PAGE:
Friday, May 24, 2013

Life for Medieval Women

     My historical romance series is set in the 830s, just after Charlemagne’s reign, during the Middle Ages or medieval period of history that most historians consider to span 500 -1500AD. Comparing the Middle Ages to present day is a wide-open topic because things are so different now. I’ll limit myself to the Carolingian Empire in the 800s.
     I chose to write about Charlemagne’s empire because it has the strong societal structure that many of us enjoy in historical romance, but is not England or Scotland, which are heavily used in the genre already.
     The three books in the series feature very different women as heroines. In each, I created a woman who represents the female reality at the time. None are warriors, none are formally educated, none escape society's expectations of her, though each, in her way, exert her influence to make her life suit her.
     In Vain, my heroine is from the merchant class. Her life in her parents’ weaving and tailoring shop is very simple. They have a front room where they work and sell, and a back room where they live. The home has one open hearth with a small hole in the roof to release smoke. Fabric is woven on a rough frame of wood. Metal pins and needles exist but are too precious for her to buy. Hers are made from bone or thorn. She eats bread, cheese, fresh fruits and vegetables grown or gathered nearby, and meat rarely. She drinks watered wine or ale. It sounds dismal, but Lily loves her life, and she fights to maintain herself when she is unexpectedly left alone.
     Theophilus, the hero in Vain, is a nobleman. (Don’t worry, his name is often shortened to Theo, so you won’t be reading that eyeful for an entire book.) When he is forced to marry Lily, her transition to life in his great house is challenging because she has crossed a societal boundary, and he is pretty angry at having marry her.
     Life as a noblewoman is still rustic by our standards. She has an outside wells and latrine, her kitchens walls are black with soot from an open cookfire, and only she and her husband enjoy much privacy. Most of the nobility can’t read or write, entrusting such work to clerks, though I found it hard to stick to that with my heroes. In addition to clerks, there are servants to do the less pleasant physical work, a much better selection of food from the countryside around town, and social diversions.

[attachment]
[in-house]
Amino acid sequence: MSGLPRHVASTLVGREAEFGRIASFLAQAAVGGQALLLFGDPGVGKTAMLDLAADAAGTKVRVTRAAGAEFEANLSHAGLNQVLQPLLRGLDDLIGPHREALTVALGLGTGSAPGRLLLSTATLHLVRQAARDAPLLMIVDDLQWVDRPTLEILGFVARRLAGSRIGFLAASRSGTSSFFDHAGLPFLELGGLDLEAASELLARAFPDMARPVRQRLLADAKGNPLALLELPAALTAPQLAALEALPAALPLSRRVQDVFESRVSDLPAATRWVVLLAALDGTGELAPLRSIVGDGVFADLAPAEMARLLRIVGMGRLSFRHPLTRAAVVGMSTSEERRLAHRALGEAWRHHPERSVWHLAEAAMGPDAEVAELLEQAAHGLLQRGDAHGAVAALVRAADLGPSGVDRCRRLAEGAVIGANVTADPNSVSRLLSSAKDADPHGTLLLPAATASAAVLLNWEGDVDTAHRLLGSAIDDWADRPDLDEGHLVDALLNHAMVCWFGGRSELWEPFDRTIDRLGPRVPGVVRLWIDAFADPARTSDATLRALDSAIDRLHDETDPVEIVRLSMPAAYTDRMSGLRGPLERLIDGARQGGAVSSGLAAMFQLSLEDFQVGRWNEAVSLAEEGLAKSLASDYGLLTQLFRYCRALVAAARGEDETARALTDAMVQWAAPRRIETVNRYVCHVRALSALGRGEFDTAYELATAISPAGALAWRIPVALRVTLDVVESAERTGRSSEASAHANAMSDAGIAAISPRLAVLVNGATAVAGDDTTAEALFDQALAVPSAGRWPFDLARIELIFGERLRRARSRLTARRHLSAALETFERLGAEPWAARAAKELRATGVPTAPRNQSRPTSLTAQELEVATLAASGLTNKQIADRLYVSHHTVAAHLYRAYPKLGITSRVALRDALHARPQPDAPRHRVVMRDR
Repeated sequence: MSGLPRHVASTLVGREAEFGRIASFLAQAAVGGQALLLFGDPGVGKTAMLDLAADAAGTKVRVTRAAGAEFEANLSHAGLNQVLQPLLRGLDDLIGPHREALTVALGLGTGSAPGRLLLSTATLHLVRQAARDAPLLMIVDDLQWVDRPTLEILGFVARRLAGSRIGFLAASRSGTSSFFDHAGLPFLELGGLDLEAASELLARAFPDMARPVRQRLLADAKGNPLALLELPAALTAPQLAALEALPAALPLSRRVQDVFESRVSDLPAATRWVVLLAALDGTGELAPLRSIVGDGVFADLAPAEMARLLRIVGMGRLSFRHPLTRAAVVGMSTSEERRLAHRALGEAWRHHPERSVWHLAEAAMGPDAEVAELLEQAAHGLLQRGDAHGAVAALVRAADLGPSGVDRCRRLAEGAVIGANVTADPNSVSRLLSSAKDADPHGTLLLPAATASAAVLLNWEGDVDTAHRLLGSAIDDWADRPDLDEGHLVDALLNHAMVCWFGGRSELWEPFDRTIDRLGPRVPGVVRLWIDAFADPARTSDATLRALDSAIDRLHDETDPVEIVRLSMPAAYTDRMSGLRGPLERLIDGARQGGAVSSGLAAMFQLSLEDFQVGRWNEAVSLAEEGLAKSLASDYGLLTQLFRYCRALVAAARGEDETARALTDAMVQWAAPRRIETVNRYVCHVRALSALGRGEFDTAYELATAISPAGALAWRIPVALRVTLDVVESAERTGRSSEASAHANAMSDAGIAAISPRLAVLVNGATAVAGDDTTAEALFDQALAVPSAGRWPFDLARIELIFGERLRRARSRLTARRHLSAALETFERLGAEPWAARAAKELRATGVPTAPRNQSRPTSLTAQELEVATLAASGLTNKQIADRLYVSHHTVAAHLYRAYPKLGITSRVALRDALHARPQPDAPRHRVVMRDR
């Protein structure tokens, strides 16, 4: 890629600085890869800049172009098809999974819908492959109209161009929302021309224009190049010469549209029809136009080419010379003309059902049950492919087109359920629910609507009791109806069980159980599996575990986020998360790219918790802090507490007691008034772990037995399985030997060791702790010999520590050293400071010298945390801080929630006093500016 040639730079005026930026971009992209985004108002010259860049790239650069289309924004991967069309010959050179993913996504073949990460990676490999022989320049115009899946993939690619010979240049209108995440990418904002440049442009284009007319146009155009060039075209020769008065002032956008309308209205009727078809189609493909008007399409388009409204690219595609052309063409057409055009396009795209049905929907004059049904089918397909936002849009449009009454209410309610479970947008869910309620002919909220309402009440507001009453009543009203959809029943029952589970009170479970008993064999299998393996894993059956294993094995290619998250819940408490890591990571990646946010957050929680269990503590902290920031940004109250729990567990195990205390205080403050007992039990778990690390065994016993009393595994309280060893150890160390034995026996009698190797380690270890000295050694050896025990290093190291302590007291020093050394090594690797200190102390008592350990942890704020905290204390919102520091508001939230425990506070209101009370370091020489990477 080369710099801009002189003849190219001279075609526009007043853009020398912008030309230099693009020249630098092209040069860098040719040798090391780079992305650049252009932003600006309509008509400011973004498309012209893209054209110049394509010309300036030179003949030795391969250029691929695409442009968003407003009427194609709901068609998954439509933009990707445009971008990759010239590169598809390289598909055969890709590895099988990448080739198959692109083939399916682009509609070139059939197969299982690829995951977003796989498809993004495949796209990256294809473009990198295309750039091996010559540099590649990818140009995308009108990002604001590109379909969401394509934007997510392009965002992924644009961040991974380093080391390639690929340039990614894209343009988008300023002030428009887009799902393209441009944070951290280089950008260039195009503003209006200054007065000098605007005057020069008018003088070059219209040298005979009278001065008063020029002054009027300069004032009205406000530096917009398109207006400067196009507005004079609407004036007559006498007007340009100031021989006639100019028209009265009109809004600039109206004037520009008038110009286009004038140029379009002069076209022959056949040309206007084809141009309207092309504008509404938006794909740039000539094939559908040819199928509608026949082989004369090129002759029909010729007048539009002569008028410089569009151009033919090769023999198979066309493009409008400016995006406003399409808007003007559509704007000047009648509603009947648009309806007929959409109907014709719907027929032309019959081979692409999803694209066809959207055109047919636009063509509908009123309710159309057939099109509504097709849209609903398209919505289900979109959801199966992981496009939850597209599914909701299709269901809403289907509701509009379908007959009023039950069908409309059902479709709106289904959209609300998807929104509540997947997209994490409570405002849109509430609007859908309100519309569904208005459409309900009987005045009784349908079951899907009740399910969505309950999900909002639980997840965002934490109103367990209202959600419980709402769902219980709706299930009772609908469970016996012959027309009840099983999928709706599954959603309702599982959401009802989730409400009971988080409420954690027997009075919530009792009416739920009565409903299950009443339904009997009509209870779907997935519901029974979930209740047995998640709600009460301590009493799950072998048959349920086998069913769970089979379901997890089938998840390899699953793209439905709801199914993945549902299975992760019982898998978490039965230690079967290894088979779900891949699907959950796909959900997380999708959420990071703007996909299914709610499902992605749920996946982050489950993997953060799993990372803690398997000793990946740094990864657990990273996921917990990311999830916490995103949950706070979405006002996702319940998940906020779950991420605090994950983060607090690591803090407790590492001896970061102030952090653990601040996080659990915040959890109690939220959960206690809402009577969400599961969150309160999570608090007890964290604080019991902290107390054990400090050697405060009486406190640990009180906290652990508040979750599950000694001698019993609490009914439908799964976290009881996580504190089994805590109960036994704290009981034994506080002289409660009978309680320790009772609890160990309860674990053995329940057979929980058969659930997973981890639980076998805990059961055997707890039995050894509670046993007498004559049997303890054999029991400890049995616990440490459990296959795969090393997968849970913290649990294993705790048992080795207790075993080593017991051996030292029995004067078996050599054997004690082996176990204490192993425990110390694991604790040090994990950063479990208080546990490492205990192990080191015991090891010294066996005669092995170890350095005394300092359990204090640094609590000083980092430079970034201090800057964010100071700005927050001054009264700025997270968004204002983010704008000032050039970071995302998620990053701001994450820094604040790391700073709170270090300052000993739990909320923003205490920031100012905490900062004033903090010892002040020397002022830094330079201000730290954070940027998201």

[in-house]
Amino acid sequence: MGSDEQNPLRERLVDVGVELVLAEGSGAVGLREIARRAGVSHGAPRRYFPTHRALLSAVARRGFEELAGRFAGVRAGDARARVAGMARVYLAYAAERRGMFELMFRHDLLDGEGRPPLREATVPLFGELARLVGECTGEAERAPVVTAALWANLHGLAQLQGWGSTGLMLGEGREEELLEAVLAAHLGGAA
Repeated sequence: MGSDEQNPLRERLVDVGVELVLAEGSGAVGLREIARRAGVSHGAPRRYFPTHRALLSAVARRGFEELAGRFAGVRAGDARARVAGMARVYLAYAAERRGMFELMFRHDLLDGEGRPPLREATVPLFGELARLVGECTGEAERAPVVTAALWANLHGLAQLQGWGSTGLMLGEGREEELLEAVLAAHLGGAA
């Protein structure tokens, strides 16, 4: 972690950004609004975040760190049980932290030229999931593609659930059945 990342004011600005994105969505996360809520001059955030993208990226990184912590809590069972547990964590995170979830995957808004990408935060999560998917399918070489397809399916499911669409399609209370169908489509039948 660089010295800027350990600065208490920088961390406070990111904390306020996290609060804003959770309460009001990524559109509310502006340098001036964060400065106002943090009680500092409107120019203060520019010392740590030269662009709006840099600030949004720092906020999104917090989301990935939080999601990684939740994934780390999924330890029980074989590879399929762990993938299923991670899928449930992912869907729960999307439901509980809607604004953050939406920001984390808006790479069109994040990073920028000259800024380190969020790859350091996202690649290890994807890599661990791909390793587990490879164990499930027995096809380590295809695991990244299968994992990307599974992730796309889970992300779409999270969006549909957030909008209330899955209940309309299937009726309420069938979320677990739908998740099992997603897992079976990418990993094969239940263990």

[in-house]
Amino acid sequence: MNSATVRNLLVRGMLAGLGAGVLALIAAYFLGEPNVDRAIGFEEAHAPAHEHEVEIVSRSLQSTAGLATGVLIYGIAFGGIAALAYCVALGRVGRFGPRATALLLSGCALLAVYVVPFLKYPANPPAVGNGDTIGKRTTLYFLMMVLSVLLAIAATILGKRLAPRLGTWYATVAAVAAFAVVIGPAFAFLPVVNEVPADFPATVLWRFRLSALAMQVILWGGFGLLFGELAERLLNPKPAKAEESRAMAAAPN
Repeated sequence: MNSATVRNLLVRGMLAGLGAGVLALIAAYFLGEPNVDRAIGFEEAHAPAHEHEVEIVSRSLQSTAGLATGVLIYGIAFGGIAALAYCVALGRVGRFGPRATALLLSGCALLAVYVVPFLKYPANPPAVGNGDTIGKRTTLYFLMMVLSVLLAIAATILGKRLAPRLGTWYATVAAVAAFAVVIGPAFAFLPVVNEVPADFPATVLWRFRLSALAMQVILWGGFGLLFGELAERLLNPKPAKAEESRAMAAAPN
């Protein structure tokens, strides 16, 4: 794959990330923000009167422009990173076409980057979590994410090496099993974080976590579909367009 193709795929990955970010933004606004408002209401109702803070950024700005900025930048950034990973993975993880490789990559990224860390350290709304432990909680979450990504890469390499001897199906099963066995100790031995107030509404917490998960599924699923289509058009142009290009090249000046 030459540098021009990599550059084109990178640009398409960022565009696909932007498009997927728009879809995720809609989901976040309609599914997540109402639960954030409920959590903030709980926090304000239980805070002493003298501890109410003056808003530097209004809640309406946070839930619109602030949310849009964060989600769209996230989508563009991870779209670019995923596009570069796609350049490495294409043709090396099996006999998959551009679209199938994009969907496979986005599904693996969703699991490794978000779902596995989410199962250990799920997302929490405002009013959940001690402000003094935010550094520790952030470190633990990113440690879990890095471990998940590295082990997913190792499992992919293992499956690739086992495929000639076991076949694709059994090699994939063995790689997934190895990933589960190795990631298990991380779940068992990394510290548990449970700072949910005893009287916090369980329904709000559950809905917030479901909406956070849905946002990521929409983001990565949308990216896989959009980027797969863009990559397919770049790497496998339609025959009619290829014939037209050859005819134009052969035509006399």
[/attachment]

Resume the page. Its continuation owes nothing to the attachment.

The Evolution Series fits into the medieval historical romance category because it is more rustic and gritty than, say, a regency. In my recent release, Vain, I say that in this time period “lives were, for the most part, everlasting struggles for survival.” Though those struggles are not the main focus of my stories, suffice it to say that none of my heroines gets the vapors because an earl steals a kiss on the veranda. Each of them has a life path she is trying to follow, and I do my best to show her story while respecting the reality of the time period.
    Now you just have to pick which one to read! The stories stand on their own, so you can start anywhere. The titles describe the hero of each book. I list them here in order, with a short description, and they are available on most online book vendors.
    Unbidden - When the emperor chooses a husband for Rochelle, she tries to drive her betrothed away, but by the time she realizes she might want to keep him, she has been too successful and other forces are dividing them as well. Unbidden is only $0.99 and since it is the first book, I am providing a few buy links here. Amazon    Barnes & Noble    Smashwords
    Redeemed - Can a quiet widow help a damaged, secretive man find redemption? This book features the villain from Unbidden and if available in the Evolution Series bundle with that book.
    Vain - A tailor’s abandoned daughter fashions a vain nobleman’s tunic, finding passion between the neckline and hem as misfortune forces her into his precarious aristocratic world.

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